Suborbital Spaceflights

Soyuz T-10A


Launch and landing data

Launch date:  26.09.1983
Launch time:  19:37 UTC
Launch site:  Baikonur
Launch pad:  1
Altitude:  950m

walkout photo

alternate crew photo

alternate crew photo

alternate crew photo


No.   Surname Given names Position Duration
1  Titov  Vladimir Georgiyevich  Commander 5m 13sec 
2  Strekalov  Gennadi Mikhailovich  Flight Engineer 5m 13sec 

Crew seating arrangement

1  Titov
2  Strekalov
1  Titov
2  Strekalov

Double Crew

No.   Surname Given names Position
1  Kizim  Leonid Denisovich  Commander
2  Soloviyov  Vladimir Alekseyevich  Flight Engineer


This mission was intended to visit the Salyut 7 space station, which was occupied by the Soyuz T-9 crew.

The crew were sitting on the pad awaiting fueling of the Soyuz-U booster to complete prior to liftoff. At T-90 seconds, a valve failed to close, causing liquid kerosene propellant to spill onto the pad and ignite. The launch control team activated the escape system but the control cables had already burned, and the Soyuz crew could not activate or control the escape system themselves. 20 seconds later, launch control was finally able to activate the escape system by radio command, by which time the booster was engulfed in flames. Explosive bolts fired to separate the descent module from the service module and the upper launch shroud from the lower. Then the escape system motor fired, dragging the orbital module and descent module, encased within the upper shroud, free of the booster with an acceleration of 14 to 17g (137 to 167 m/s²) for five seconds. Although Vladimir Titov and Gennadi Strekalov had no way of seeing what was going on outside, the former recalled feeling "unusual vibrations". Just after the escape tower pulled the descent module away, the booster exploded with its remains burning on the pad for nearly 20 hours. Four paddle-shaped stabilizers on the outside of the shroud opened and the descent module separated from the orbital module at an altitude of 650 m, dropping free of the shroud. The descent module discarded its heat shield, exposing the solid-fuel landing rockets, and deployed a fast-opening emergency parachute. Landing occurred about four kilometers from the launch pad. The two crew members were badly bruised after the high acceleration, but were otherwise okay and did not require any medical attention.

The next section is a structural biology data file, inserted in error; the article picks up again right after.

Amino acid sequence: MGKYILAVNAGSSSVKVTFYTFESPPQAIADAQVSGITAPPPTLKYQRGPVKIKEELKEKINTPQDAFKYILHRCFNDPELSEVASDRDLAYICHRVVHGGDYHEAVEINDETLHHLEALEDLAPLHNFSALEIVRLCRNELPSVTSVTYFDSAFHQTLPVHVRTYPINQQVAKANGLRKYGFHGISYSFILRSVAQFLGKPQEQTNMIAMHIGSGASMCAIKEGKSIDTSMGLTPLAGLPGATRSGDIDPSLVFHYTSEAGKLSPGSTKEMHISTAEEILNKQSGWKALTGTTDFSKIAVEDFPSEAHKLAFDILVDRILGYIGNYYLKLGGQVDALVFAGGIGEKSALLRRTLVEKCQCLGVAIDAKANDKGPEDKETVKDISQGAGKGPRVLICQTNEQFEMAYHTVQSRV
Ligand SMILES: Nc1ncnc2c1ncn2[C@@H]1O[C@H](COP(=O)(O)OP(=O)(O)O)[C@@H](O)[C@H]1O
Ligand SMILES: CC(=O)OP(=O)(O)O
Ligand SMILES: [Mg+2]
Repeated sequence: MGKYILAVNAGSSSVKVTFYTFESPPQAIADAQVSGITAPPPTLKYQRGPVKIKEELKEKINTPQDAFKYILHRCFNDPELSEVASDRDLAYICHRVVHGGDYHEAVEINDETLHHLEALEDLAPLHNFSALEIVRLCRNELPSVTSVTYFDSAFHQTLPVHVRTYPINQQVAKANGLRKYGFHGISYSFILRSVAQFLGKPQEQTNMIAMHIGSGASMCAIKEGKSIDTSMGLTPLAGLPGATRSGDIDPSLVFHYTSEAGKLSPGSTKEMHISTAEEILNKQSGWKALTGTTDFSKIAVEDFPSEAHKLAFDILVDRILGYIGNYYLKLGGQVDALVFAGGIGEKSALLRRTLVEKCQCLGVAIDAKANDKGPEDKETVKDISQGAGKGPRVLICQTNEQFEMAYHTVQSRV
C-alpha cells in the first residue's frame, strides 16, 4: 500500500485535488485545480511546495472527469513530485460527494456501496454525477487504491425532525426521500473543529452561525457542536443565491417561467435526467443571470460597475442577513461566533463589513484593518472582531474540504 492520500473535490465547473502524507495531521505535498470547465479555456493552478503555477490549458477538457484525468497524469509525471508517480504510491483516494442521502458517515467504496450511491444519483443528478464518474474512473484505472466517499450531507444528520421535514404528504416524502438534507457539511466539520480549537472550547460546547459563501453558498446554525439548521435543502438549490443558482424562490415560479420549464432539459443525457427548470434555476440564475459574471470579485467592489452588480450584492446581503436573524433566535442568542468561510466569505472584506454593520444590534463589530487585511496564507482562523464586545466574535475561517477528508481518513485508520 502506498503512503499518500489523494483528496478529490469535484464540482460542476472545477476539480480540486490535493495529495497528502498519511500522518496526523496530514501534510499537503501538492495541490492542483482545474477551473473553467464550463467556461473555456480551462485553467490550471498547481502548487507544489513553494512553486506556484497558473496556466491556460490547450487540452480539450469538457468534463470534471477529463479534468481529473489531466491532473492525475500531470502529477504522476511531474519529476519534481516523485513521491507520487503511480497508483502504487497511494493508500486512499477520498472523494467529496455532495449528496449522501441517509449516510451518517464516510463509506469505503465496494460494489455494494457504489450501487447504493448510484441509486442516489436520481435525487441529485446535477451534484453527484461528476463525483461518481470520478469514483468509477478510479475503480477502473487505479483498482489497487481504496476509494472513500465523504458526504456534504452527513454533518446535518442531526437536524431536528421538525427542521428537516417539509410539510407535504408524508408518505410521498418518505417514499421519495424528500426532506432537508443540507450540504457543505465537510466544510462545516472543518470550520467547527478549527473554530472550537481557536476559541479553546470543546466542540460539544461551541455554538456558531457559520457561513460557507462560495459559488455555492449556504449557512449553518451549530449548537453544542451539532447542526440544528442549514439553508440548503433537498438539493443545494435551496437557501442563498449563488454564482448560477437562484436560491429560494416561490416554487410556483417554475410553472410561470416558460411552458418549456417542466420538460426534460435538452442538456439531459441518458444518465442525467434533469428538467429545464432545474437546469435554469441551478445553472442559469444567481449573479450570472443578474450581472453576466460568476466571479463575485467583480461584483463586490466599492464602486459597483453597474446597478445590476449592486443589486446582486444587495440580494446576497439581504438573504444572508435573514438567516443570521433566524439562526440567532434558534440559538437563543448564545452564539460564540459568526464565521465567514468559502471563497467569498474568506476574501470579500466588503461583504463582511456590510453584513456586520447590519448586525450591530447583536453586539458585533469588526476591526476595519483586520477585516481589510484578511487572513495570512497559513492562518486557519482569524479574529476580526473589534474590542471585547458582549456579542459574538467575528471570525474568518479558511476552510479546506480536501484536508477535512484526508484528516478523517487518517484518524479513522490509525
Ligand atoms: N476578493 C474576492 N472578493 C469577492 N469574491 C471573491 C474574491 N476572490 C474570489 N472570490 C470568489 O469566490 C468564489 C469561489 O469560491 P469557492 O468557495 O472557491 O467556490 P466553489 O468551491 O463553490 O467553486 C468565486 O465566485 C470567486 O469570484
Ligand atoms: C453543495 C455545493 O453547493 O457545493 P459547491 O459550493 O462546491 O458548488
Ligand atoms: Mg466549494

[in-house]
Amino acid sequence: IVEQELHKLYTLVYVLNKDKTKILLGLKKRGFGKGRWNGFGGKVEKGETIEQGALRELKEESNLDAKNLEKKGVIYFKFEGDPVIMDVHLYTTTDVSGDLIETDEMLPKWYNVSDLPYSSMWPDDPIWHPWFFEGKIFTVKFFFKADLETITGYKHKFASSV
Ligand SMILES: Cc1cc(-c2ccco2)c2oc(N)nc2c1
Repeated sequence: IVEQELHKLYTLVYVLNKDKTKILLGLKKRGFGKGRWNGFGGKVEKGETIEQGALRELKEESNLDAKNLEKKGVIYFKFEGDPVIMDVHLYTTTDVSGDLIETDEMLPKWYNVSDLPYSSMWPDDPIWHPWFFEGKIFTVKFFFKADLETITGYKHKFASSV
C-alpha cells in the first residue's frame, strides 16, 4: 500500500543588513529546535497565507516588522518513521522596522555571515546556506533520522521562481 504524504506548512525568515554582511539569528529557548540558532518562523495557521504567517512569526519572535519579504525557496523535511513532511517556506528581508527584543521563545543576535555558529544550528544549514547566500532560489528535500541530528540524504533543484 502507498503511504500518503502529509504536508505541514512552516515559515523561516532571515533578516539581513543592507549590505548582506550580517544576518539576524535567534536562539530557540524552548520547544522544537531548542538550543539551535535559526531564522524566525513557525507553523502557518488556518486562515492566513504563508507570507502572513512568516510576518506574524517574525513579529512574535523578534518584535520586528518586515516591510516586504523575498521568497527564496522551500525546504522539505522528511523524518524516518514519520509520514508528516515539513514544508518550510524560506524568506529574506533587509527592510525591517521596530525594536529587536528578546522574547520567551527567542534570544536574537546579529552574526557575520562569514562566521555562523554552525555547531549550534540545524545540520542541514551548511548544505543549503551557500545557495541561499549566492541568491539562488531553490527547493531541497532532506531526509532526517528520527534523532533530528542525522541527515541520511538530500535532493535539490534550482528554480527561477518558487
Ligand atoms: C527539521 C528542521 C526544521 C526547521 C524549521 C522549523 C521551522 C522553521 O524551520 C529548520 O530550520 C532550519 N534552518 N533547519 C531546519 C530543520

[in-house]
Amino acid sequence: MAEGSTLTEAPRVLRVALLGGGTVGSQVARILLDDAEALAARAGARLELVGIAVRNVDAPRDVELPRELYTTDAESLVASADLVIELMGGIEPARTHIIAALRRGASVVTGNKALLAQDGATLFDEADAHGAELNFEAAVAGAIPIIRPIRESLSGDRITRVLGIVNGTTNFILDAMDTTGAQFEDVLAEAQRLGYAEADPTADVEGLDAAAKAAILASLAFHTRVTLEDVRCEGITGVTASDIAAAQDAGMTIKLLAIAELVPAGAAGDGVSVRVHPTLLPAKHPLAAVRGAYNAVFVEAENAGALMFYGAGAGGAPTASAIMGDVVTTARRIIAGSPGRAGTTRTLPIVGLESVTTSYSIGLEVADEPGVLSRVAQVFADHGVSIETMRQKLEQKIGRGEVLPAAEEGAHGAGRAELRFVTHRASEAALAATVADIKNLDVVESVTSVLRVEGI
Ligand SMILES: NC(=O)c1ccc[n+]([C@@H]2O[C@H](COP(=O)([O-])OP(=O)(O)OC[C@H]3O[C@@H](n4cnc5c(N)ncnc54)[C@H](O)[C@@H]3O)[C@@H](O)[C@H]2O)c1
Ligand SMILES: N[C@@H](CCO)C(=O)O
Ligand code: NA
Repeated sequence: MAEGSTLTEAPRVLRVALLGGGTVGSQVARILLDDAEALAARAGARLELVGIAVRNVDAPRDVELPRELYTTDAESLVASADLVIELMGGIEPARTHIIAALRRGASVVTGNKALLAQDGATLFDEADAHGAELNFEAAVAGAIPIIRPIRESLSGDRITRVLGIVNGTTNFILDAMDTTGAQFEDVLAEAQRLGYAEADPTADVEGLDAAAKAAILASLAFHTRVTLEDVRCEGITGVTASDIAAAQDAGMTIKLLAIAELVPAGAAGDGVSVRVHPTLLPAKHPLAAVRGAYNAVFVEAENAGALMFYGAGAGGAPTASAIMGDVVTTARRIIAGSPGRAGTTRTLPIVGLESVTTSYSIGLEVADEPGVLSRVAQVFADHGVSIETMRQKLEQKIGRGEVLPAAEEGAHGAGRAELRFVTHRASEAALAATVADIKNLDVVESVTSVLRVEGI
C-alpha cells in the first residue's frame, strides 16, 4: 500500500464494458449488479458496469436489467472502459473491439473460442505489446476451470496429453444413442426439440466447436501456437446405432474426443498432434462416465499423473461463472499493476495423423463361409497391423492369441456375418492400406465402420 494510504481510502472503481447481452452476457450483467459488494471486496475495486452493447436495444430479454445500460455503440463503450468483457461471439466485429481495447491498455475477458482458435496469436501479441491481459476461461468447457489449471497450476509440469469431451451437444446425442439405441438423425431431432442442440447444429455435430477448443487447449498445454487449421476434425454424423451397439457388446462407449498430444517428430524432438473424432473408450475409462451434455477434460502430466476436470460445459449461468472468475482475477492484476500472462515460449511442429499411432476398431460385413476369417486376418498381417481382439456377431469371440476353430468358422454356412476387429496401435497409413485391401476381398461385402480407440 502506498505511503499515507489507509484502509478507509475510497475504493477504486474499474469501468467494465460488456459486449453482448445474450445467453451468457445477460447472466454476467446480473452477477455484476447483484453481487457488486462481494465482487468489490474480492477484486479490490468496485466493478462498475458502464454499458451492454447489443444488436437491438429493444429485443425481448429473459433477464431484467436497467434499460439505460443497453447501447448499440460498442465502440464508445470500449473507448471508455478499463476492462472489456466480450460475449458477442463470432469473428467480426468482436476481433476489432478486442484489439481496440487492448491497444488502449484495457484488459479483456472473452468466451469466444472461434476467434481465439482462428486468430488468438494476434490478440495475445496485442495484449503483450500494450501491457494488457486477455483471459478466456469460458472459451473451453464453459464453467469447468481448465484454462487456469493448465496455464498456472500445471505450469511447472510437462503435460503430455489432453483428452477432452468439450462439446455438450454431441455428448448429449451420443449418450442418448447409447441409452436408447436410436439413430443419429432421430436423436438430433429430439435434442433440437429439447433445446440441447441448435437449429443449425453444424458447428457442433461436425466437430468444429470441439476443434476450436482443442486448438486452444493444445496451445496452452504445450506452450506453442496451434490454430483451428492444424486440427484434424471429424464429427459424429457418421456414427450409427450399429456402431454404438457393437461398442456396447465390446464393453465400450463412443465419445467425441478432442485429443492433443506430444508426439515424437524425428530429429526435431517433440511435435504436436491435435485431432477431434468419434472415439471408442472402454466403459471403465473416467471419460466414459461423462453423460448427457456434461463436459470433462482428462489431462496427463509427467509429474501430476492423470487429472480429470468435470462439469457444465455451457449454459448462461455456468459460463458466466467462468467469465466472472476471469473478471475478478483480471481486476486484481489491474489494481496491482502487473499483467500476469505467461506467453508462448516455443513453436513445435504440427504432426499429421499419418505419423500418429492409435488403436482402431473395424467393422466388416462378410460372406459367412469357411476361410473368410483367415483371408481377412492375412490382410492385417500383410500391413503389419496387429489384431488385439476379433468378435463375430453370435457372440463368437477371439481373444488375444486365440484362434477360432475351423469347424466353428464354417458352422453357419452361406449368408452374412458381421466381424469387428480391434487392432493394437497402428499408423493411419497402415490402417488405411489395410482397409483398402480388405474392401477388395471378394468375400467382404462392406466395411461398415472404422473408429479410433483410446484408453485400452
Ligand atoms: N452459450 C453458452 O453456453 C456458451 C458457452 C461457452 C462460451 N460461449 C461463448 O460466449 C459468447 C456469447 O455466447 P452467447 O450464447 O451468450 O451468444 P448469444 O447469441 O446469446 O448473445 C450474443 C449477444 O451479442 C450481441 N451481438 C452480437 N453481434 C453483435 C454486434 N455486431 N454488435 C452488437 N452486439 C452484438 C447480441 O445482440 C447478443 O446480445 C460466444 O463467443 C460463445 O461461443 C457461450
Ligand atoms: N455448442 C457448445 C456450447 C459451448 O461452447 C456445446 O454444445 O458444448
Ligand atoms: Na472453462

The explosion and fires severely damaged LC-1 (the same pad used by Sputnik 1 and Vostok 1), which cost an estimated 300 million USD to repair.

Soyuz T-10's descent module was refurbished and later used on Soyuz T-15.




Last update on April 01, 2013.